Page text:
Topics covered would be what were important to the parent. Hands on experience would include chores and pragmatic examples. The child would be able to learn what it meant to live well from a loving and concerned teacher whose only reward was seeing their child grow up properly. The student would be encouraged to develop a rich imagination, curiosity, would learn faster, integrate social events into the teaching, work within a flexible and more realistic schedule, religion, ethics and other important things deemed too controversial would be taught, non-traditional subjects would be studied, geography, art and music would have been enhanced and finally family skills and topics would be migrated to the child – such as business management skills or in the case of a farmer or hunter, the ability to collect food.

As a rule of thumb, personalized teaching does not involve professional teachers in search of a paycheck but rather concerned citizens who wish the best for their children. County teachers were once students who would be paid by the community to teach their children as best as they could. In this fashion the one-room teacher became a surrogate parent, role model and friend. The powerful bound between teacher and student, inherent to other cultures (especially highlighted in Confucianism) was found here. Personalized teaching is a pragmatic, comprehensive and enriching experience which caters to the natural state of human beings as being curious and self-dependant and teaches how to live virtuously. It also produces well rounded individuals because it pays special attention to the social aspects of education, not only the intellectual (or in the case of public schools, semi-intellectual) machinery. The following statistics  must be considered.

In 2003, the National Home Education Research Institute conducted a survey of over 7,300 adults who had been homeschooled (over 5,000 for more than seven years). Here are some of the study’s findings:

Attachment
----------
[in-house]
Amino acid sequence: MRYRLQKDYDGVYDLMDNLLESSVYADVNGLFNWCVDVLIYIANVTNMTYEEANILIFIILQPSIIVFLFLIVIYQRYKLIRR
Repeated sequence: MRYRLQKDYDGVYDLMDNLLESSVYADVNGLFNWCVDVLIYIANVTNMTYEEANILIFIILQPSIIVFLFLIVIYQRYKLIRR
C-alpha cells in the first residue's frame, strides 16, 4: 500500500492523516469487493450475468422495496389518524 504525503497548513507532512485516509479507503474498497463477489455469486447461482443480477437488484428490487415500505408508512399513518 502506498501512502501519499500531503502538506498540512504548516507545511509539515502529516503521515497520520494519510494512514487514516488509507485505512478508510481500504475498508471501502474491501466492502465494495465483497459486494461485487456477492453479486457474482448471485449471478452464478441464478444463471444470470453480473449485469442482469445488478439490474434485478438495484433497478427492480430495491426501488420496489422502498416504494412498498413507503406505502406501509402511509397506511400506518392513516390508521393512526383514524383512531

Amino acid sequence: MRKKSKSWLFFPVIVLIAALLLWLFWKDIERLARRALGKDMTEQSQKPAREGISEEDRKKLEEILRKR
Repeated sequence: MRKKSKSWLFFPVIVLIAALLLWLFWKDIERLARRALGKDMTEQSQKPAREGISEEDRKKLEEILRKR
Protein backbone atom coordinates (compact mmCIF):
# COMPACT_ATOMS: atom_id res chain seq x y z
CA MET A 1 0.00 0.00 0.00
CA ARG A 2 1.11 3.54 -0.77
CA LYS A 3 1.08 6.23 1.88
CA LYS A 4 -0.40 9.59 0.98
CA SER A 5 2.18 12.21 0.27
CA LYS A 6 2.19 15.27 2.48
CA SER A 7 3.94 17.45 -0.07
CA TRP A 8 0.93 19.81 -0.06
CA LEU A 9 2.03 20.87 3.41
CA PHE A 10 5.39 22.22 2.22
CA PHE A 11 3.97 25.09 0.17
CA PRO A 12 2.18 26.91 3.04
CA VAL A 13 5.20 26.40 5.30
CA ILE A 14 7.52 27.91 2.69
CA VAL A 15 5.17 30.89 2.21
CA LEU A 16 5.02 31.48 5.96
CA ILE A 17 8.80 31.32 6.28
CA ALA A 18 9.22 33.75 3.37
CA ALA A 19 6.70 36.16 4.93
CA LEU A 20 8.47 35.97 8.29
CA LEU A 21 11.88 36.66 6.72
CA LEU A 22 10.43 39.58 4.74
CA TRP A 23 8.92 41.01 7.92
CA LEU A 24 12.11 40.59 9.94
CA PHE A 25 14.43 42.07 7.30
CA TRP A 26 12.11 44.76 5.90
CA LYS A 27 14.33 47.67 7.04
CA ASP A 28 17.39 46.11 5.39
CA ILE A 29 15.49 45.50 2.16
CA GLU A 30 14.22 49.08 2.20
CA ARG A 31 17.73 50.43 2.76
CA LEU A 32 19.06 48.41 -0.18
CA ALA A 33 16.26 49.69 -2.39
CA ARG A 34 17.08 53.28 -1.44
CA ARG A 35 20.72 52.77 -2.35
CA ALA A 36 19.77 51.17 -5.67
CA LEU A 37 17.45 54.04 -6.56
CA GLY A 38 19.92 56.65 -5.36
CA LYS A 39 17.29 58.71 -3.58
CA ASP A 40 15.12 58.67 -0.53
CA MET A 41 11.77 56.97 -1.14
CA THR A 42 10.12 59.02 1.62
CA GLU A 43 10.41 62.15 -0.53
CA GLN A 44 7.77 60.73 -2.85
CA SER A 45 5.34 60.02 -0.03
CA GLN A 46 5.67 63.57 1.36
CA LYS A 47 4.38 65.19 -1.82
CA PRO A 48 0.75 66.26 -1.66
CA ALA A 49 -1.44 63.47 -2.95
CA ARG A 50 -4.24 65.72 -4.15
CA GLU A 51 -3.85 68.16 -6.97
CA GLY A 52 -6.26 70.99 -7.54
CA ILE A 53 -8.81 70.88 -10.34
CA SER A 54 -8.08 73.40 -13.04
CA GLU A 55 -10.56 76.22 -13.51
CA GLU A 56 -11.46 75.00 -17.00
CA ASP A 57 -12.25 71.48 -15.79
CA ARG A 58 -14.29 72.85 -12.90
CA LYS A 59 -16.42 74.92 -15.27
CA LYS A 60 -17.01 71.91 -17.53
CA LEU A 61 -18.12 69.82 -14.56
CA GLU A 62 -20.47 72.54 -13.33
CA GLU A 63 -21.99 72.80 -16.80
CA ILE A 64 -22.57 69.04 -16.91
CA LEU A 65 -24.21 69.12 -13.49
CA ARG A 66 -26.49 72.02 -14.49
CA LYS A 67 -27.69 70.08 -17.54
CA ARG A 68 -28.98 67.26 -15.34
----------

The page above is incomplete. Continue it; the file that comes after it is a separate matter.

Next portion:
“Homeschool graduates are active and involved in their communities. Seventy-one percent participate in an ongoing community service activity (e.g., coaching a sports team, volunteering at a school, or working with a church or neighborhood association), compared to 37% of U.S. adults of similar ages.”

“Homeschoolers are more involved in civic affairs and vote in much higher percentages than their peers. For example, 76% of homeschool graduates surveyed between the ages of 18–24 voted within the last five years, compared to only 29% of the relevant U.S. population. The numbers of homeschool graduates who vote are even greater in the older age brackets, with voting levels not falling below 95%, compared to a high of 53% for the corresponding U.S. populace.”

“Of those adults who were homeschooled, 58.9% report that they are ‘very happy’ with life (compared to 27.6% for the general U.S. population). Moreover, 73.2% of homeschooled adults find life ‘exciting’, compared to 47.3% of the general population.”

ERIC, the Education Resources Information Center of the U.S. government, has published multiple articles on homeschooling. Here’s an excerpt from one which examined several studies on homeschool socialization:

“According to the findings, children who were schooled at home ‘gained the necessary skills, knowledge, and attitudes needed to function in society…at a rate similar to that of conventionally schooled children.’